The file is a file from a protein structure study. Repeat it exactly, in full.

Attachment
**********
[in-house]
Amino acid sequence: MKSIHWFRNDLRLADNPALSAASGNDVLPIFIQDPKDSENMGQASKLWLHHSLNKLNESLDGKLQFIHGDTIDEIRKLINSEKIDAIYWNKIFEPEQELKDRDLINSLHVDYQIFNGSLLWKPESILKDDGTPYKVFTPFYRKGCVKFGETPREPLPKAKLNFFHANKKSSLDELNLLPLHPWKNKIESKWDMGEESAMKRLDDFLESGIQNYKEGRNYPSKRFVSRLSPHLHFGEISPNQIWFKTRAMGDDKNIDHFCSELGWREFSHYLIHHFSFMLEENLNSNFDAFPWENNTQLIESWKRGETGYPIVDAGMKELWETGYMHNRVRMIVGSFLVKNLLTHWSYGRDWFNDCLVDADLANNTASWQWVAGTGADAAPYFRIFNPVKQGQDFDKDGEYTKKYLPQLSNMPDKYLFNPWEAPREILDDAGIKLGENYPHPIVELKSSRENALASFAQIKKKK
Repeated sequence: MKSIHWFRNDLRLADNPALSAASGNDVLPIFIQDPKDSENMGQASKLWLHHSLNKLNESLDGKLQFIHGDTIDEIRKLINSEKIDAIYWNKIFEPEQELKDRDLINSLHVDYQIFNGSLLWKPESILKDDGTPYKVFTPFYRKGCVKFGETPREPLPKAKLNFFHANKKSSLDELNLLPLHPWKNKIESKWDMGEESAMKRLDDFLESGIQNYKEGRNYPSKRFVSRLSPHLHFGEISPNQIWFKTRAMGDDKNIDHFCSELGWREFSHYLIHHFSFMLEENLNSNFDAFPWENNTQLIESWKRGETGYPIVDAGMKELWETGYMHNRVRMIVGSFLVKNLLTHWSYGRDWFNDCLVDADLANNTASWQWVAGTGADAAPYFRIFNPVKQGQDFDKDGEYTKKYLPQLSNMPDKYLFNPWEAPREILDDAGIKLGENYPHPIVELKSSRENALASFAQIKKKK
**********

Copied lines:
[in-house]
Amino acid sequence: MKSIHWFRNDLRLADNPALSAASGNDVLPIFIQDPKDSENMGQASKLWLHHSLNKLNESLDGKLQFIHGDTIDEIRKLINSEKIDAIYWNKIFEPEQELKDRDLINSLHVDYQIFNGSLLWKPESILKDDGTPYKVFTPFYRKGCVKFGETPREPLPKAKLNFFHANKKSSLDELNLLPLHPWKNKIESKWDMGEESAMKRLDDFLESGIQNYKEGRNYPSKRFVSRLSPHLHFGEISPNQIWFKTRAMGDDKNIDHFCSELGWREFSHYLIHHFSFMLEENLNSNFDAFPWENNTQLIESWKRGETGYPIVDAGMKELWETGYMHNRVRMIVGSFLVKNLLTHWSYGRDWFNDCLVDADLANNTASWQWVAGTGADAAPYFRIFNPVKQGQDFDKDGEYTKKYLPQLSNMPDKYLFNPWEAPREILDDAGIKLGENYPHPIVELKSSRENALASFAQIKKKK
Repeated sequence: MKSIHWFRNDLRLADNPALSAASGNDVLPIFIQDPKDSENMGQASKLWLHHSLNKLNESLDGKLQFIHGDTIDEIRKLINSEKIDAIYWNKIFEPEQELKDRDLINSLHVDYQIFNGSLLWKPESILKDDGTPYKVFTPFYRKGCVKFGETPREPLPKAKLNFFHANKKSSLDELNLLPLHPWKNKIESKWDMGEESAMKRLDDFLESGIQNYKEGRNYPSKRFVSRLSPHLHFGEISPNQIWFKTRAMGDDKNIDHFCSELGWREFSHYLIHHFSFMLEENLNSNFDAFPWENNTQLIESWKRGETGYPIVDAGMKELWETGYMHNRVRMIVGSFLVKNLLTHWSYGRDWFNDCLVDADLANNTASWQWVAGTGADAAPYFRIFNPVKQGQDFDKDGEYTKKYLPQLSNMPDKYLFNPWEAPREILDDAGIKLGENYPHPIVELKSSRENALASFAQIKKKK